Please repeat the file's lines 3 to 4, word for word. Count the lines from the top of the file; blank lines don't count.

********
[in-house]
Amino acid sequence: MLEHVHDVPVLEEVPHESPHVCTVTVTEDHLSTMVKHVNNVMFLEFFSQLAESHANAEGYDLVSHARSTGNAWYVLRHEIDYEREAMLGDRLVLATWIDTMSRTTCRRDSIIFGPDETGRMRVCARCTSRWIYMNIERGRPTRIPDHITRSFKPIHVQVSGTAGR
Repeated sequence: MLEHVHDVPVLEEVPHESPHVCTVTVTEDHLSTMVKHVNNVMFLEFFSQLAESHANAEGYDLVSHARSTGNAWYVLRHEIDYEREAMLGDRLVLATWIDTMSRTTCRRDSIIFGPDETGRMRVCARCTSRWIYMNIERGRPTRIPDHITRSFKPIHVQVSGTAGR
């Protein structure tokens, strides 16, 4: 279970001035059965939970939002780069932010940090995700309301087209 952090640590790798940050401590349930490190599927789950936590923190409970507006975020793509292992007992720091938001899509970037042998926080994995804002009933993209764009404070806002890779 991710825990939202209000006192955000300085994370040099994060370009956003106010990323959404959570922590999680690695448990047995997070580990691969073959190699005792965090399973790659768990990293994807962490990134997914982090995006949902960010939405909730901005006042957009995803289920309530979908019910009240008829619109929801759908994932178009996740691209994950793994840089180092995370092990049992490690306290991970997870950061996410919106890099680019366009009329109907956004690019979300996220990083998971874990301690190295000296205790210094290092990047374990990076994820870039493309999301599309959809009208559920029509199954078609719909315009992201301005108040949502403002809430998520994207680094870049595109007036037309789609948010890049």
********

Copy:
Repeated sequence: MLEHVHDVPVLEEVPHESPHVCTVTVTEDHLSTMVKHVNNVMFLEFFSQLAESHANAEGYDLVSHARSTGNAWYVLRHEIDYEREAMLGDRLVLATWIDTMSRTTCRRDSIIFGPDETGRMRVCARCTSRWIYMNIERGRPTRIPDHITRSFKPIHVQVSGTAGR
């Protein structure tokens, strides 16, 4: 279970001035059965939970939002780069932010940090995700309301087209 952090640590790798940050401590349930490190599927789950936590923190409970507006975020793509292992007992720091938001899509970037042998926080994995804002009933993209764009404070806002890779 991710825990939202209000006192955000300085994370040099994060370009956003106010990323959404959570922590999680690695448990047995997070580990691969073959190699005792965090399973790659768990990293994807962490990134997914982090995006949902960010939405909730901005006042957009995803289920309530979908019910009240008829619109929801759908994932178009996740691209994950793994840089180092995370092990049992490690306290991970997870950061996410919106890099680019366009009329109907956004690019979300996220990083998971874990301690190295000296205790210094290092990047374990990076994820870039493309999301599309959809009208559920029509199954078609719909315009992201301005108040949502403002809430998520994207680094870049595109007036037309789609948010890049």